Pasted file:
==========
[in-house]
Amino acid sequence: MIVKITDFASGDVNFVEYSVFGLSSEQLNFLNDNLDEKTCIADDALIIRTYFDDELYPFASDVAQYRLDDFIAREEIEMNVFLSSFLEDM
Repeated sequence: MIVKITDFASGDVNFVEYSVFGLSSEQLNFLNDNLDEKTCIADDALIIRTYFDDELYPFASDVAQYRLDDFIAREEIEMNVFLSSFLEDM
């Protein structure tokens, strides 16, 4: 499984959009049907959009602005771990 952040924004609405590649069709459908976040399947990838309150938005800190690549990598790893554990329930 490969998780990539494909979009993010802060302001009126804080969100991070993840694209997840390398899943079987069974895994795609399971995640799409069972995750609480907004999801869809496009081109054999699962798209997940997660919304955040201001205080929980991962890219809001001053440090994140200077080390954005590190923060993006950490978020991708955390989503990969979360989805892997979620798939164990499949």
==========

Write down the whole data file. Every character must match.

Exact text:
[in-house]
Amino acid sequence: MIVKITDFASGDVNFVEYSVFGLSSEQLNFLNDNLDEKTCIADDALIIRTYFDDELYPFASDVAQYRLDDFIAREEIEMNVFLSSFLEDM
Repeated sequence: MIVKITDFASGDVNFVEYSVFGLSSEQLNFLNDNLDEKTCIADDALIIRTYFDDELYPFASDVAQYRLDDFIAREEIEMNVFLSSFLEDM
């Protein structure tokens, strides 16, 4: 499984959009049907959009602005771990 952040924004609405590649069709459908976040399947990838309150938005800190690549990598790893554990329930 490969998780990539494909979009993010802060302001009126804080969100991070993840694209997840390398899943079987069974895994795609399971995640799409069972995750609480907004999801869809496009081109054999699962798209997940997660919304955040201001205080929980991962890219809001001053440090994140200077080390954005590190923060993006950490978020991708955390989503990969979360989805892997979620798939164990499949």